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Date published: May 16, 2018

Mapping the Nation's Wind Turbines

There are more than 57,000 wind turbines across the United States, and a new tool allows you to get up close and personal with each one!

Date published: April 19, 2018

U.S. Geological Survey and U.S. Department of Energy Release Online Public Dataset and Viewer of U.S. Wind Turbine Locations and Characteristics

Today, the U.S. Geological Survey (USGS) and the U.S. Department of Energy (DOE), in partnership with DOE’s Lawrence Berkeley National Laboratory and the American Wind Energy Association, released the United States Wind Turbine Database (USWTDB) and the USWTDB Viewer to access this new public dataset.

Date published: October 23, 2017

Trick or Treat? The Frightening Threats to Bats

Written by Marisa Lubeck and Ethan Alpern

Date published: January 10, 2017

Advancing Wind Energy and Avoiding Wildlife Conflicts

Our Nation works to advance renewable energy and to avoid conflicts with and conserve wildlife.

Date published: September 29, 2014

Wind Turbine or Tree? Certain Bats Might Not Know

Certain bats may be approaching wind turbines after mistaking them for trees, according to a study published in the Proceedings of the National Academy of Sciences.

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Wind Turbines
January 26, 2017

Wind Turbines

Wind turbines

A Bat Interacting with a Wind Turbine
January 26, 2017

A Bat Interacting with a Wind Turbine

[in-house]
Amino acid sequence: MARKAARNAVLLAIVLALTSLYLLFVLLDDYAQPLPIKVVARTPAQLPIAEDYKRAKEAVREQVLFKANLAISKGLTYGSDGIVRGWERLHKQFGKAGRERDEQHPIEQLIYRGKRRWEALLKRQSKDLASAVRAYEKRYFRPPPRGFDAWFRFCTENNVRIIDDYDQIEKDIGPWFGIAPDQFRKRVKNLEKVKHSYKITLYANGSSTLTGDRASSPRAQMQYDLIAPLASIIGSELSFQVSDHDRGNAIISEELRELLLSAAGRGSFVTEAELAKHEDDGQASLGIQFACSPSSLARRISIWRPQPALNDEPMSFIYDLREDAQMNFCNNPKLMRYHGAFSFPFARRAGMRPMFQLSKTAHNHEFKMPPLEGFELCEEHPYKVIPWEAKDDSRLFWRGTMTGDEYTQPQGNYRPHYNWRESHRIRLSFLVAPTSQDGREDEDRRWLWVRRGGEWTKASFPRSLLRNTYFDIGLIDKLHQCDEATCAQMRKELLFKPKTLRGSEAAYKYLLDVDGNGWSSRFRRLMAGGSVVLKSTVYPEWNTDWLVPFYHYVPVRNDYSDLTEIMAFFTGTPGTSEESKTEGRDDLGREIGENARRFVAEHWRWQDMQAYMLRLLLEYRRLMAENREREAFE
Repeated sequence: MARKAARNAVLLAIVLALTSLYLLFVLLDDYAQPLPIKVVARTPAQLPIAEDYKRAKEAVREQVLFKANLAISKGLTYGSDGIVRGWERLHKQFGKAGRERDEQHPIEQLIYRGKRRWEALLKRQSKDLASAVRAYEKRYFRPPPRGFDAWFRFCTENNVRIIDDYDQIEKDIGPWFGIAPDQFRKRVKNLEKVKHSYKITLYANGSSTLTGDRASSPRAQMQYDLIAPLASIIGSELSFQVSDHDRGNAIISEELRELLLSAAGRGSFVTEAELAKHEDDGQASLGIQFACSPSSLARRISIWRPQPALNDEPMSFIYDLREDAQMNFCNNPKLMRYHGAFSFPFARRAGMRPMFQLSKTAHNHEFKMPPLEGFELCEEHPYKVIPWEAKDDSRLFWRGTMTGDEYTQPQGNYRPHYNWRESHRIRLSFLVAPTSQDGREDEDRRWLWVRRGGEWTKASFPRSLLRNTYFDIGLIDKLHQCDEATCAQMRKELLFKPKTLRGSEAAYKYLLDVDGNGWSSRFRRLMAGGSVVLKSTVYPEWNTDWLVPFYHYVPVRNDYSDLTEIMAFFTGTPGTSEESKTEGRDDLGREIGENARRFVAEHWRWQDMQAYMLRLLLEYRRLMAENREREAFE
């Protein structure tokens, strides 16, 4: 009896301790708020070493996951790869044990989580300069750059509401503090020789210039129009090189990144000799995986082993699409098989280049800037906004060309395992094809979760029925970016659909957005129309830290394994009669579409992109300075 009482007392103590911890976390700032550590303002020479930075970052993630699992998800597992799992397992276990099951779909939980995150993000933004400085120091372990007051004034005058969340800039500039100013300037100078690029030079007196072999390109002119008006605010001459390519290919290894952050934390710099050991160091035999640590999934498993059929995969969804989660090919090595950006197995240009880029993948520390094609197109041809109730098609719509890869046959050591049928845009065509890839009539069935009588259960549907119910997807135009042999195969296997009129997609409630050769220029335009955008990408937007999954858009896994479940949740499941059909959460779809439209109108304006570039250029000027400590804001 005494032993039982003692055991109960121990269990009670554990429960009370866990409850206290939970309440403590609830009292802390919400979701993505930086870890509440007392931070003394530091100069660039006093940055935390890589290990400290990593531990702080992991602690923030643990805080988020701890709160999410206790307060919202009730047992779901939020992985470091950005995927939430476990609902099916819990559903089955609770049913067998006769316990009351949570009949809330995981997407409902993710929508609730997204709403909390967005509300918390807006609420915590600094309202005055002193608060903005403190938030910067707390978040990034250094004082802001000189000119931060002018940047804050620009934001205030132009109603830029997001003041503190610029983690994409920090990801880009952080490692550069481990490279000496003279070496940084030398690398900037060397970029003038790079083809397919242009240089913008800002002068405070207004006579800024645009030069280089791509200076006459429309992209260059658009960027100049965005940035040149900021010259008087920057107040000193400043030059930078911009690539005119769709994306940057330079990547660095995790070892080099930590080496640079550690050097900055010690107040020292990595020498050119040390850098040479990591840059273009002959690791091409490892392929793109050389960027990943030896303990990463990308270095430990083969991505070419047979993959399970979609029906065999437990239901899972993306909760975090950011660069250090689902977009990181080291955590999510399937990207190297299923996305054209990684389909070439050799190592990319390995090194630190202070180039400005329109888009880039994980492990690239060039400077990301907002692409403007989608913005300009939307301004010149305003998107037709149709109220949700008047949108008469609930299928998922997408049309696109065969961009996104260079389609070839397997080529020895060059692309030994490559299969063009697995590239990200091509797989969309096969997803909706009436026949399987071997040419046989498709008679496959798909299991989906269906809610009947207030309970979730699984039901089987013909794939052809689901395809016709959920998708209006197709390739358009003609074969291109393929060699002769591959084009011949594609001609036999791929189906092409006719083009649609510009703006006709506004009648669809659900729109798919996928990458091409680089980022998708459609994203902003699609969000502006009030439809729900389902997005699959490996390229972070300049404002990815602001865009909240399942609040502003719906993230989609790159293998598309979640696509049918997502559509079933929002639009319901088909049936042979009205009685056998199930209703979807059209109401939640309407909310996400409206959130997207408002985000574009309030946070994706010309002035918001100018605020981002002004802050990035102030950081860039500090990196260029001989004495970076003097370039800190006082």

Surveillance video from a temperature-imaging camera shows a bat interacting with a wind turbine. Video credit: Paul Cryan, USGS

Advancing Wind Energy and Avoiding Wildlife Conflicts
January 26, 2017

Advancing Wind Energy and Avoiding Wildlife Conflicts

Advancing Wind Energy and Avoiding Wildlife Conflicts

Spectrograph of an acoustic recording from the western small-footed myotis (Myotis ciliolabrum) noting shape and frequency of ca
December 15, 2016

Spectrograph of an acoustic bat recording

Spectrograph of an acoustic recording from the western small-footed myotis (Myotis ciliolabrum) noting shape and frequency of call with photo of the western small-footed myotis and cartoon representation of this bat echolocating below.

Bat Colony
October 26, 2016

Bat Colony

While mother bats are out foraging, the young bats huddle together in groups that biologists call a cuddle.

Tall wind turbines in a semi-arid shrubland with a bright rainbow
August 19, 2016

Wind Turbines and Rainbow

Tall wind turbines in a semi-arid shrubland with a bright rainbow

Scanning Electron Microscopy of Pallas’ Mastiff Bat, Molossus molossus
August 19, 2016

Scanning Electron Microscopy of Pallas’ Mastiff Bat

Scanning Electron Microscopy of Pallas’ Mastiff Bat, Molossus molossus

Bats emerging from the trees in the early evening sky.
December 31, 2014

Bat emergence, Paul Cryan, USGS photo.

Bats emerging from the trees in the early evening sky.

A bat that was killed by a wind turbine laying in the grass.
December 31, 2013

A bat that was killed by a wind turbine laying in the grass.

A bat that was killed by a wind turbine laying in the grass. 

July 26, 2012

PubTalk 7/2012 — Wind Energy and Wildlife

-- the challenges of wind-energy development and wildlife conservation

by Manuela Huso, Research Statistician

 

  • Wind-power development in the United States is increasing exponentially, with proposals to provide 20% of the country's total power by 2030.
  • High numbers of bird and bat carcasses at some wind farms
...